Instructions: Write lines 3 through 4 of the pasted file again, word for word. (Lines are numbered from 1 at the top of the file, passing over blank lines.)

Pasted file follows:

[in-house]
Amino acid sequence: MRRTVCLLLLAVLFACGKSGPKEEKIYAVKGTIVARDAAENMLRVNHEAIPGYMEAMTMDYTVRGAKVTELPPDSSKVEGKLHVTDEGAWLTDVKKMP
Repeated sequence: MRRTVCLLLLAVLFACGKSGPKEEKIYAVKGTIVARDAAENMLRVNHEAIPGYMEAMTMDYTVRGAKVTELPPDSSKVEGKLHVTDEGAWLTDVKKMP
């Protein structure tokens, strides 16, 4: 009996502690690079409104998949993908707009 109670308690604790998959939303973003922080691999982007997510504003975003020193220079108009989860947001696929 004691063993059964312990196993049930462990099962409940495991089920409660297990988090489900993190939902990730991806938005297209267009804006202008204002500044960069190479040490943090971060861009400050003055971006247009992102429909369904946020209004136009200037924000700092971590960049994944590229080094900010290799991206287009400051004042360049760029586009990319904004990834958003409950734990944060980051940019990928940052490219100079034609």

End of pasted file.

Repeated sequence: MRRTVCLLLLAVLFACGKSGPKEEKIYAVKGTIVARDAAENMLRVNHEAIPGYMEAMTMDYTVRGAKVTELPPDSSKVEGKLHVTDEGAWLTDVKKMP
């Protein structure tokens, strides 16, 4: 009996502690690079409104998949993908707009 109670308690604790998959939303973003922080691999982007997510504003975003020193220079108009989860947001696929 004691063993059964312990196993049930462990099962409940495991089920409660297990988090489900993190939902990730991806938005297209267009804006202008204002500044960069190479040490943090971060861009400050003055971006247009992102429909369904946020209004136009200037924000700092971590960049994944590229080094900010290799991206287009400051004042360049760029586009990319904004990834958003409950734990944060980051940019990928940052490219100079034609």